Wednesday, February 23, 2011
This weekend was a first for Phoebe. We had decided to use the long holiday weekend to go up to the house in Vermont. Plans had been made with various friends and their children, but all had fallen through leaving us blissfully alone. A happy threesome. The weekend was a snowy one. We watched most of it through the big windows of the house, content to do very little and just enjoy our change of scenery. On Sunday, we decided to venture out and give ice-skating a try. I wasn’t sure if a three year old would be able to stay upright on the ice, but Phoebe had an amazing first outing. The Riley Rink of Manchester, Vermont is equipped with sliding metal hand-rails that allow little kids to find their feet while learning to skate. The first go around the ice, Phoebe was being helped along by Mom and Dad, but was constantly looking around at the bigger kids doing it all by themselves. We talked to one girl who stopped near us. “How old are you?” we asked. “7” she said with a missing tooth smile. “See Phoebe,” I said, “You’ll be skating like that when you are 7.” Not satisfied with waiting that long, Phoebe soon abandoned the hand-rail and would only skate holding our hands. I was so impressed by her determination to figure this new sport out on the very first try. The whole outing didn’t last very long, but by the end, Phoebe could walk off the ice balancing on her skates. Coming soon: Skating in New York City before the ice melts.
Monday, January 31, 2011
The Vietnamese New Year 2011 is the year of the Cat. Unlike the Chinese who are celebrating the Rabbit this year, the stealth and cozy cat is the perfect mascot for our yearly gathering to honor Phoebe’s Vietnamese heritage. We had Josephine & Steve with their 6 month old daughter, Simone, Diana and her two girls, Liana and Julia, Carol and Sammie and Grandma Lynn and Jonfer to round out the family festivities. Bagels and lox were on the menu (to honor our Jewish heritage too) and all the girls played well in Phoebe’s big new room. We had a lot of discussion beforehand about sharing and taking turns with all the toys. Sharing is certainly the challenge of this age group. Phoebe seemed to understand that all the toys and dolls and crayons would still be hers at the end of the day when everyone went home. Much to our delight, she was an excellent host and did really well the whole day. It felt like a turning point for our little person.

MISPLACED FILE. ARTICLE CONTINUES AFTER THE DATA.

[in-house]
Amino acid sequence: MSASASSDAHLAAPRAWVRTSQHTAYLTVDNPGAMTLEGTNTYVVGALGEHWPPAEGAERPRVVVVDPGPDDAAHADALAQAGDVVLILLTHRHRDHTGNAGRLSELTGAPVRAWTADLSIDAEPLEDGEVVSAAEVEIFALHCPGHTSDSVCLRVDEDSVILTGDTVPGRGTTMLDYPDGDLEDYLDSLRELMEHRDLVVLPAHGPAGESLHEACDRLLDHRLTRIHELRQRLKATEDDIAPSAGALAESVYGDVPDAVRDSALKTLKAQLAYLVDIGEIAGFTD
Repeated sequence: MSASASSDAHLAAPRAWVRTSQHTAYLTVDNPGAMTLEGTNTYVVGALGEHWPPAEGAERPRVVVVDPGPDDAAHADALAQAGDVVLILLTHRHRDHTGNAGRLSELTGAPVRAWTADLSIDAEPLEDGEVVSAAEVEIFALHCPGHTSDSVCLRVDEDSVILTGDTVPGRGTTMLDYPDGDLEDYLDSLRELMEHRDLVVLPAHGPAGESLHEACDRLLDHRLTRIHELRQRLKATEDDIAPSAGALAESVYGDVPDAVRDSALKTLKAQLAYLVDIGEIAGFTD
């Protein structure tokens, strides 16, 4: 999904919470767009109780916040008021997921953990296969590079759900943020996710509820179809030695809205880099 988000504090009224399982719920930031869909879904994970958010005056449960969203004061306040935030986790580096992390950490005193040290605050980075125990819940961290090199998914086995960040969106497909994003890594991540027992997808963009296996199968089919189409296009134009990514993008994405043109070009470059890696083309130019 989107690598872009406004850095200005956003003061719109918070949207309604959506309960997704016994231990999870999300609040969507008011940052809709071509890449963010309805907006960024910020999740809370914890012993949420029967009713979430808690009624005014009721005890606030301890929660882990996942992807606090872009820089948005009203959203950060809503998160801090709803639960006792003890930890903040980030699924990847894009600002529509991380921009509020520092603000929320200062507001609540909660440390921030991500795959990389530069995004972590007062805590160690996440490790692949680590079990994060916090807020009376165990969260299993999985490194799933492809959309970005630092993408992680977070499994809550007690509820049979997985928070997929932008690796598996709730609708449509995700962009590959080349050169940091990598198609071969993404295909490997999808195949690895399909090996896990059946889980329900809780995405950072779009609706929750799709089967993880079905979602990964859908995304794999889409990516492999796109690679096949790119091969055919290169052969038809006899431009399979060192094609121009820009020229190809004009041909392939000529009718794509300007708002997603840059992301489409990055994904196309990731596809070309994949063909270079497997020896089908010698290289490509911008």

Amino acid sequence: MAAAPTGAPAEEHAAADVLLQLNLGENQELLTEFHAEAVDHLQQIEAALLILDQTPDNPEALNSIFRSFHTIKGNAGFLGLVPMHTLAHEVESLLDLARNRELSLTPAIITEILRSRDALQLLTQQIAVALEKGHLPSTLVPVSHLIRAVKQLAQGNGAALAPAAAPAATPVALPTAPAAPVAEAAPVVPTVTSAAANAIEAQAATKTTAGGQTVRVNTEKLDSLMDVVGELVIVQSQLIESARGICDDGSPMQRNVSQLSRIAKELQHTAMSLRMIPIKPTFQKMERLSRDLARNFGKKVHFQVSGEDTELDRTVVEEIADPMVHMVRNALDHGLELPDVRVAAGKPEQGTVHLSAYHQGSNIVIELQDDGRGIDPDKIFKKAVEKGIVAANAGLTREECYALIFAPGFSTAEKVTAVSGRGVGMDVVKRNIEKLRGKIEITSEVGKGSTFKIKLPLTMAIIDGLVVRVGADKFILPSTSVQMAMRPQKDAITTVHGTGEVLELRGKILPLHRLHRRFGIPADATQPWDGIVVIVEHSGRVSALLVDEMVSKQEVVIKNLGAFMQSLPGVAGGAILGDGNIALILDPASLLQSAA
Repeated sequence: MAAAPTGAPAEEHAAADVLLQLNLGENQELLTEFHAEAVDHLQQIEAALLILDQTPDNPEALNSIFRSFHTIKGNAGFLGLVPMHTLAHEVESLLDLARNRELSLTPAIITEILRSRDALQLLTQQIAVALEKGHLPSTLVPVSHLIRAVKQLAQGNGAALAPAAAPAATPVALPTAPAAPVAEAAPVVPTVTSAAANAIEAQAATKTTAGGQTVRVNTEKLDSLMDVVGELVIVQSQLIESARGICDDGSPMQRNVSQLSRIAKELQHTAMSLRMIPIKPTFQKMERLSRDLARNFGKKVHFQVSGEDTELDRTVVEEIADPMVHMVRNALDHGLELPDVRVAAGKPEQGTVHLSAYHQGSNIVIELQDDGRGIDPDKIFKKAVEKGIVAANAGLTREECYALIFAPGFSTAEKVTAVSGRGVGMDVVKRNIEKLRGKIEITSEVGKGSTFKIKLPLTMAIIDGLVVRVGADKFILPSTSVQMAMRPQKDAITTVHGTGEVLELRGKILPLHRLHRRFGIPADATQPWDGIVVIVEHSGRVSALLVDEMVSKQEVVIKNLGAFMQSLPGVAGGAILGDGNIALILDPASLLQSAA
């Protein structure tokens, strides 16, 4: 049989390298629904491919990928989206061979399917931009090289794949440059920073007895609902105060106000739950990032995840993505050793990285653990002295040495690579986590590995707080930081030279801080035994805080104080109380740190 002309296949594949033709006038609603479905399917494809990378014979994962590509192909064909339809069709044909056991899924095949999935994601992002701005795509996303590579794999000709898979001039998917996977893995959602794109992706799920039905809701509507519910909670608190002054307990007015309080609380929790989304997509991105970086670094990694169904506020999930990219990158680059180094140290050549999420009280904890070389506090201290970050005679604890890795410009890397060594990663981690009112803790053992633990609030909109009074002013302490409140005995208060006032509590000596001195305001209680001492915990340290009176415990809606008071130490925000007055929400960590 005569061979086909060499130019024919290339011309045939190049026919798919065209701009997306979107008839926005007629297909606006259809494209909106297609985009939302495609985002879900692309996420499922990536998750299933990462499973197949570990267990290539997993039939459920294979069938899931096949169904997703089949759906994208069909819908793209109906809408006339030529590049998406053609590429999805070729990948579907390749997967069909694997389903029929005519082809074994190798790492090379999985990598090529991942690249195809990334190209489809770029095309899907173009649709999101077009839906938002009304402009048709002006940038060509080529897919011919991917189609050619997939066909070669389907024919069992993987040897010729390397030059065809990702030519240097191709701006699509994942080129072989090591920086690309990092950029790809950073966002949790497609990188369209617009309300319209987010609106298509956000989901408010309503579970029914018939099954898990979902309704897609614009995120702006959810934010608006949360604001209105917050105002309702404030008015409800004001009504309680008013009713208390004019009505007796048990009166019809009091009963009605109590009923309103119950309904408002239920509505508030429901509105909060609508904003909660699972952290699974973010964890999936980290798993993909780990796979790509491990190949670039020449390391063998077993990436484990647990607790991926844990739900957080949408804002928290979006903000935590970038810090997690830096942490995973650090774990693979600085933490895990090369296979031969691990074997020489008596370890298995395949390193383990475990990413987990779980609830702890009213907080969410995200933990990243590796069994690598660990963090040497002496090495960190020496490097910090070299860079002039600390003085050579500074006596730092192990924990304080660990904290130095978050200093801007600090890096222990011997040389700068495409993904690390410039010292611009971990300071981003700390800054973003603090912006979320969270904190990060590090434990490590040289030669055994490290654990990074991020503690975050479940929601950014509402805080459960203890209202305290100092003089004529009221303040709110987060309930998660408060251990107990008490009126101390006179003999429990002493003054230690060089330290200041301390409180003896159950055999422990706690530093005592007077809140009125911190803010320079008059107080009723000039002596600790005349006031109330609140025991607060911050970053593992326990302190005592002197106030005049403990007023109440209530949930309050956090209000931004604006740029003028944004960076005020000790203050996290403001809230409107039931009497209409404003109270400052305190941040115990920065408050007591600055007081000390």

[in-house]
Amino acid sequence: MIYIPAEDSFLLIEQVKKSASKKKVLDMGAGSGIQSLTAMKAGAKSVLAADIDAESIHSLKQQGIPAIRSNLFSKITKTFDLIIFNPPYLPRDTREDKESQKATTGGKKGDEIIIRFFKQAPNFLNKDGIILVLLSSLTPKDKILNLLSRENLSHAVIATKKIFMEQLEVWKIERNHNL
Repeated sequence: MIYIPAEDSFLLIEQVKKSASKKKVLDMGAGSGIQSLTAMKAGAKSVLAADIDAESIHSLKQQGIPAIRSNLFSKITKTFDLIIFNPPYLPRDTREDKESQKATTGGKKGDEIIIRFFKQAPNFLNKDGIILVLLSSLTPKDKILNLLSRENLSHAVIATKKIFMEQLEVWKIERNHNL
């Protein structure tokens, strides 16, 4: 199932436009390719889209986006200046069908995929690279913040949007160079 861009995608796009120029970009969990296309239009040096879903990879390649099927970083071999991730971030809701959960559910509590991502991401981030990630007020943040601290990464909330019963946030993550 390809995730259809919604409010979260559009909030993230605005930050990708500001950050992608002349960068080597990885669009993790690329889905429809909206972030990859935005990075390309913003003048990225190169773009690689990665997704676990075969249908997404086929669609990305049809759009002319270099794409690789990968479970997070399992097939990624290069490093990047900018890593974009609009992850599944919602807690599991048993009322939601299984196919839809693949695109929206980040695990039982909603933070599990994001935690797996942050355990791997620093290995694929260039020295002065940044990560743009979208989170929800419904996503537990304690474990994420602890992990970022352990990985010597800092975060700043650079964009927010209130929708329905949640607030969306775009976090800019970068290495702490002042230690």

It’s hard to believe that it was only 3 years ago that we were spending Vietnamese New Year in Vietnam picking up our little girl and trying to get her back to NYC. Time really does move quickly, making each celebration one to cherish. Now that I am back at work, I miss being the one to spend every day with Phoebe. It’s been a tough transition for both of us. I miss her face all day long, but try to remember how lucky I have been to have these three years at home with her. Every day, just me & Phee. Now it’s time for us to both get used to a new routine. I guess Mommy & Phoebe are both growing up.
Thursday, January 6, 2011